I spent Thanksgiving break getting acquainted with Latex and its capabilities. I have heard good things about Latex and seen the documents produced using it so it was natural for me to be interested. I have been using a lot of HTML to write my blogs as well as some rather lengthy articles (source control with subversion and convention over configuration) meant for the web. However, HTML documents do not print too well. It is hard to add the margins, headers and footers and footnotes. Moreover, if I were to write anything with mathematical equations in it, Latex would be the only way to go. Mathematica is not bad but it is not free either.
Since I was already familiar with HTML, I wanted to find the best way to use that knowledge to get started with Latex. Unlike HTML which can be rendered in any browser, Latex needs to be installed. There are various installations out there but since I already had MacPorts installed, I just issued a
sudo port install teTeX command. Once I got that installed, I just tried compiling some examples to get things working. Some examples for testing can be found here.
When starting with a new language, it is best to have a nice IDE with some convenient features. I remembered when I started with HTML I used to like Macromedia Dreamweaver before it became bloated. For Latex there are some visual editors (like word processors) out there but they do not have any obvious advantage compared to writing the commands by hand. After watching the Latex screencasts for Textmate, I found that I like the features that it offers. So that is what I am using. TexMaker is a nice alternative if you want toolbars and all that. Having a proper editor makes editing and compiling easier. This is useful to have especially if you are tying out new commands.
After deciding on a editor, it is time to find some decent documentation. There are a lot of built-in commands in Latex in the default package that it can be overwhelming. What I look for in documentations are two things: a detailed reference that I can refer to when I need to get something unusual done and a quick guide that I can flip through to get things done. I found a couple. For detailed reference, I like the Latex Tutorial - A Primer and The Not-So-Short Guide to Latex. For quick reference and to get started I like the guide on Wikibooks since it has well divided sections.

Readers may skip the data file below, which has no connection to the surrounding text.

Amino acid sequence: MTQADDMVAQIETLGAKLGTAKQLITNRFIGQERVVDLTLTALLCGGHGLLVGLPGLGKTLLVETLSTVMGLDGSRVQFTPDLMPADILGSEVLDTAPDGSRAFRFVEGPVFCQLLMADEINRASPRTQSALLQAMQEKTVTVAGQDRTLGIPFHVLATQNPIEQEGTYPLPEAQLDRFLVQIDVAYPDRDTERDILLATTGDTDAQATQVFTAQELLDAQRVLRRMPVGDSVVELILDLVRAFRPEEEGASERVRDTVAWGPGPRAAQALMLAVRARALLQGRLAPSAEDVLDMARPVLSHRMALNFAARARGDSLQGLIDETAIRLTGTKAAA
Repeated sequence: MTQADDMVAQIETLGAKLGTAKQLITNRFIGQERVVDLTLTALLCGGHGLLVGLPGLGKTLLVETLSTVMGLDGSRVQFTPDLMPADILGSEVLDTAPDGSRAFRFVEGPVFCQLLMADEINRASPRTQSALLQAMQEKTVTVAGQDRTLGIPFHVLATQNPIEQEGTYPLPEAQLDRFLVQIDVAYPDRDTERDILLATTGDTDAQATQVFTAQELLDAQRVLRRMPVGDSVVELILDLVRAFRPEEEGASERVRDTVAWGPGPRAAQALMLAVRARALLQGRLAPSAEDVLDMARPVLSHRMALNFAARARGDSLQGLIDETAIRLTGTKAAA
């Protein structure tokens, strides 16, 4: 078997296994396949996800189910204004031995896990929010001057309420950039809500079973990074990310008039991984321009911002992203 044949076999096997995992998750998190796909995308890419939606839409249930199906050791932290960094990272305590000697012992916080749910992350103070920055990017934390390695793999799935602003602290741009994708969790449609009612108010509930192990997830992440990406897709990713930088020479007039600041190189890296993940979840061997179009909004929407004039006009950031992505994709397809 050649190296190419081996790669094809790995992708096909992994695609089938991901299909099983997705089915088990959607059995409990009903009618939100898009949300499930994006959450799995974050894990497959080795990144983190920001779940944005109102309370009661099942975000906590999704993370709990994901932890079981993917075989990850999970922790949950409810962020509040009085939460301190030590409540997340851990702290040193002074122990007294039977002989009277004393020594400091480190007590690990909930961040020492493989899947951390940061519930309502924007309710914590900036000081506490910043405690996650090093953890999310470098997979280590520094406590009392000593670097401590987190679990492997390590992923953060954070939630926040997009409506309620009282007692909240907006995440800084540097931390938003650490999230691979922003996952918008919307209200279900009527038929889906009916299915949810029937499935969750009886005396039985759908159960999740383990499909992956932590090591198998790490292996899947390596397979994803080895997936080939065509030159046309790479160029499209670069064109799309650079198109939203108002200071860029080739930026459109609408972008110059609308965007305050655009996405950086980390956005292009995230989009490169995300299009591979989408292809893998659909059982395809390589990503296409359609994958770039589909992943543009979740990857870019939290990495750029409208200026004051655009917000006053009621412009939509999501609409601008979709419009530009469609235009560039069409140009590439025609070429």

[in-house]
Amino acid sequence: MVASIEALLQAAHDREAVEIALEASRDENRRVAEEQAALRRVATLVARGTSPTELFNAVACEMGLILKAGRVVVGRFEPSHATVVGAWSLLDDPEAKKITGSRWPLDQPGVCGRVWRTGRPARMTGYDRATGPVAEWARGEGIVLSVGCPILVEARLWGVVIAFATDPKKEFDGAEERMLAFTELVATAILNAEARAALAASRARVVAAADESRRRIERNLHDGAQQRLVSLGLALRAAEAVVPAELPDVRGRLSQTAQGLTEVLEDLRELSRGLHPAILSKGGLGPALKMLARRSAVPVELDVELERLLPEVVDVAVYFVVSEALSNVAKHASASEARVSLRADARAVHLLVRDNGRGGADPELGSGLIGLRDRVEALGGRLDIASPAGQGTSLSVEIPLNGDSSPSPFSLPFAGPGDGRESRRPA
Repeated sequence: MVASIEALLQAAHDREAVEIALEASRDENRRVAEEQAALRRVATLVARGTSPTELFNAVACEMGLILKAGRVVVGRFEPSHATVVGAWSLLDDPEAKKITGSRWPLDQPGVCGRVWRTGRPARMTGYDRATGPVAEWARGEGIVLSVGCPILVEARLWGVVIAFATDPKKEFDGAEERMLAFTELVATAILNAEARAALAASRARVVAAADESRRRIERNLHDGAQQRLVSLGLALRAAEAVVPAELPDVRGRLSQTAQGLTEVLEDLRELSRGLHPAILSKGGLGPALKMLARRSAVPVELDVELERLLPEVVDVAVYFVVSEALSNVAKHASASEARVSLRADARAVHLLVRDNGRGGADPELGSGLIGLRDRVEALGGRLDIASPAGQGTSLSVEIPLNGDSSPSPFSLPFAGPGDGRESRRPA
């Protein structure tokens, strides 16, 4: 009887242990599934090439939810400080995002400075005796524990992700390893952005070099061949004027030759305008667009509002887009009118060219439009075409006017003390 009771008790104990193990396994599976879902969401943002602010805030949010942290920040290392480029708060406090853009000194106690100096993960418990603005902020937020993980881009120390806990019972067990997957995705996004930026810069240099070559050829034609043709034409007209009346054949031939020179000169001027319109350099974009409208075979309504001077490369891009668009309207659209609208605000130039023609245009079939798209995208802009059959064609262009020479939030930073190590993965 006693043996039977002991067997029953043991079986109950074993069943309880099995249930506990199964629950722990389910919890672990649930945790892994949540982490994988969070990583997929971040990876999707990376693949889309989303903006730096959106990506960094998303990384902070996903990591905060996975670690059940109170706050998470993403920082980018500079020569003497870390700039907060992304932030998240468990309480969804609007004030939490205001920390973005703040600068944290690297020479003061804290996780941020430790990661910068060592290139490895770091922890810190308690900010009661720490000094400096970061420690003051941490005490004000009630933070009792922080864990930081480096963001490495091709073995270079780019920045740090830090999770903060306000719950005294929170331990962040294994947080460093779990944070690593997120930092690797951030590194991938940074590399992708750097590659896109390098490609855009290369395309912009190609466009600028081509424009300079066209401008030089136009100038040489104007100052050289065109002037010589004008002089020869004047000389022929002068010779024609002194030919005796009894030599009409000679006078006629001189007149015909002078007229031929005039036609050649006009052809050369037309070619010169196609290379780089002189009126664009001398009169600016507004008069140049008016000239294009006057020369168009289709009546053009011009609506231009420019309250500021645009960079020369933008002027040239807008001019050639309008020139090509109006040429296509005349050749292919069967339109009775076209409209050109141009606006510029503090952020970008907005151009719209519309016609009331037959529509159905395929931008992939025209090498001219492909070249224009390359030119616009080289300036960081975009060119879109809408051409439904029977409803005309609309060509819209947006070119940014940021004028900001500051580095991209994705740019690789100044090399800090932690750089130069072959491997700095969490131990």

I will browse through the detailed documentation to get a rough idea of the features in the language. I might read some sections in-depth if they interest me. But generally, the idea is to get an overview of the features that are available and what those features are called. Knowing the terms for the features makes searching for them easier in the future.
Also, don't forget that the local installation of TeTex also comes with documentation. The key to this is the command
tetex <some_package>. This is really useful if you want to lookup the documentation and examples on how to use certain packages.
With all that setup, the best way to learn is now to experiment and use Latex for most of you writing tasks.
And finally, once you get into the hang of thing, you discover a few tools that you should have. One useful tool for reading dvi files (most of the local documentation for Latex are in .dvi) is TeXniscope. For making bibliographies, nothing beats BibDesk. And finally, if you need to embed math equations into presentations, LaTeXiT is very useful.
There is still a lot that I need to learn about Latex but at least what I have here can hopefully help other get started. Latex is not for everything. I use Word less and less but when I need to have a paper written, I write the text in Word to get the benefit of its grammar checker. And even with the excellent and professional Beamer package for Latex, using Keynote for creating presentations is still much easier.Tweet
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